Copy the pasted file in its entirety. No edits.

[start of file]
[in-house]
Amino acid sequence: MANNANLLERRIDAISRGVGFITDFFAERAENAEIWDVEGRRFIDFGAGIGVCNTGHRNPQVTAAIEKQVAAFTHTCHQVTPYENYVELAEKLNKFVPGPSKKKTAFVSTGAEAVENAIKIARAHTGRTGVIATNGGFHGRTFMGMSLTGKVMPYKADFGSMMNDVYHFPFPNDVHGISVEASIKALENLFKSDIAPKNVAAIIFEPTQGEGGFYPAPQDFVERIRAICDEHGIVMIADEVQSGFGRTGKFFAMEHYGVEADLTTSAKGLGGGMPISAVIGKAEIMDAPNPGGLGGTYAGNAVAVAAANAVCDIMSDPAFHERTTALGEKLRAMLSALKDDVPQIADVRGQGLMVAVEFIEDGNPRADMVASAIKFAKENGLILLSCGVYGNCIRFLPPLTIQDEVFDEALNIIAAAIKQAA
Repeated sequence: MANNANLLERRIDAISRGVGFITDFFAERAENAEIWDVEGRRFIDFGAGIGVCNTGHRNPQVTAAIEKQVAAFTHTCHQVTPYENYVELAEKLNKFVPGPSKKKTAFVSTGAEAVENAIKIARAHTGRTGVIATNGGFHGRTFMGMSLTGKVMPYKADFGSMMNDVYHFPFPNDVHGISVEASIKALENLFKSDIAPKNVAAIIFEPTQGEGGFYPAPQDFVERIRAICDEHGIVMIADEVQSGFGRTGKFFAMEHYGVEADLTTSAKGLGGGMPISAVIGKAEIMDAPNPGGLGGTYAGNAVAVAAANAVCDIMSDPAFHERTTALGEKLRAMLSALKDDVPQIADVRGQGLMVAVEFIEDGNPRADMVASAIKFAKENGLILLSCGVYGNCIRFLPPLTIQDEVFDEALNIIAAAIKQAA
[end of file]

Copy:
[in-house]
Amino acid sequence: MANNANLLERRIDAISRGVGFITDFFAERAENAEIWDVEGRRFIDFGAGIGVCNTGHRNPQVTAAIEKQVAAFTHTCHQVTPYENYVELAEKLNKFVPGPSKKKTAFVSTGAEAVENAIKIARAHTGRTGVIATNGGFHGRTFMGMSLTGKVMPYKADFGSMMNDVYHFPFPNDVHGISVEASIKALENLFKSDIAPKNVAAIIFEPTQGEGGFYPAPQDFVERIRAICDEHGIVMIADEVQSGFGRTGKFFAMEHYGVEADLTTSAKGLGGGMPISAVIGKAEIMDAPNPGGLGGTYAGNAVAVAAANAVCDIMSDPAFHERTTALGEKLRAMLSALKDDVPQIADVRGQGLMVAVEFIEDGNPRADMVASAIKFAKENGLILLSCGVYGNCIRFLPPLTIQDEVFDEALNIIAAAIKQAA
Repeated sequence: MANNANLLERRIDAISRGVGFITDFFAERAENAEIWDVEGRRFIDFGAGIGVCNTGHRNPQVTAAIEKQVAAFTHTCHQVTPYENYVELAEKLNKFVPGPSKKKTAFVSTGAEAVENAIKIARAHTGRTGVIATNGGFHGRTFMGMSLTGKVMPYKADFGSMMNDVYHFPFPNDVHGISVEASIKALENLFKSDIAPKNVAAIIFEPTQGEGGFYPAPQDFVERIRAICDEHGIVMIADEVQSGFGRTGKFFAMEHYGVEADLTTSAKGLGGGMPISAVIGKAEIMDAPNPGGLGGTYAGNAVAVAAANAVCDIMSDPAFHERTTALGEKLRAMLSALKDDVPQIADVRGQGLMVAVEFIEDGNPRADMVASAIKFAKENGLILLSCGVYGNCIRFLPPLTIQDEVFDEALNIIAAAIKQAA